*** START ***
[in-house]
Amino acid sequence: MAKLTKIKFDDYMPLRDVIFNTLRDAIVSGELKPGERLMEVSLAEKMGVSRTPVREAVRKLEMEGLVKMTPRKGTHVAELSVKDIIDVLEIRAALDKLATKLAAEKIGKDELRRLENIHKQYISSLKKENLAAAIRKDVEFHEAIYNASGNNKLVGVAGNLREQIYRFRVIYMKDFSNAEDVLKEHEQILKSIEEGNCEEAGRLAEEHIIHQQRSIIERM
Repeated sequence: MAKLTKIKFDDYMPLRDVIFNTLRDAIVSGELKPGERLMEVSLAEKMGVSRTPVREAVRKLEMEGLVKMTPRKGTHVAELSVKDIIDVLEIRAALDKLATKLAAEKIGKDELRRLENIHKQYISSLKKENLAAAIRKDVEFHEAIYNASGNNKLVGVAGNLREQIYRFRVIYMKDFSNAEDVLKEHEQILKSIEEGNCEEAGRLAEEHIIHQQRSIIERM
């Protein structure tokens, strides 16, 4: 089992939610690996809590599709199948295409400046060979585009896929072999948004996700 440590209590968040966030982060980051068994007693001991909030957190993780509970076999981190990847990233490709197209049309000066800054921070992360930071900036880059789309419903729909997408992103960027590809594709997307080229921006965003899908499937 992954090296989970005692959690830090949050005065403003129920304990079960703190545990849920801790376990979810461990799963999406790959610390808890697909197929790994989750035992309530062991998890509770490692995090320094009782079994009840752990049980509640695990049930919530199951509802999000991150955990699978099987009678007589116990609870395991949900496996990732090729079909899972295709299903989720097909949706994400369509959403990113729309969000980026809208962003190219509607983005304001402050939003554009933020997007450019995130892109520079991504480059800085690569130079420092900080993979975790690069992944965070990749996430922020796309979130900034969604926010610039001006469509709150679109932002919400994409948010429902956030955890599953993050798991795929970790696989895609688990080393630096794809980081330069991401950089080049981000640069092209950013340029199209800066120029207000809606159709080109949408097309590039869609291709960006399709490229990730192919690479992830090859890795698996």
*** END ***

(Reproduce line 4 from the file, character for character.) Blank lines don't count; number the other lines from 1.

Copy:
């Protein structure tokens, strides 16, 4: 089992939610690996809590599709199948295409400046060979585009896929072999948004996700 440590209590968040966030982060980051068994007693001991909030957190993780509970076999981190990847990233490709197209049309000066800054921070992360930071900036880059789309419903729909997408992103960027590809594709997307080229921006965003899908499937 992954090296989970005692959690830090949050005065403003129920304990079960703190545990849920801790376990979810461990799963999406790959610390808890697909197929790994989750035992309530062991998890509770490692995090320094009782079994009840752990049980509640695990049930919530199951509802999000991150955990699978099987009678007589116990609870395991949900496996990732090729079909899972295709299903989720097909949706994400369509959403990113729309969000980026809208962003190219509607983005304001402050939003554009933020997007450019995130892109520079991504480059800085690569130079420092900080993979975790690069992944965070990749996430922020796309979130900034969604926010610039001006469509709150679109932002919400994409948010429902956030955890599953993050798991795929970790696989895609688990080393630096794809980081330069991401950089080049981000640069092209950013340029199209800066120029207000809606159709080109949408097309590039869609291709960006399709490229990730192919690479992830090859890795698996």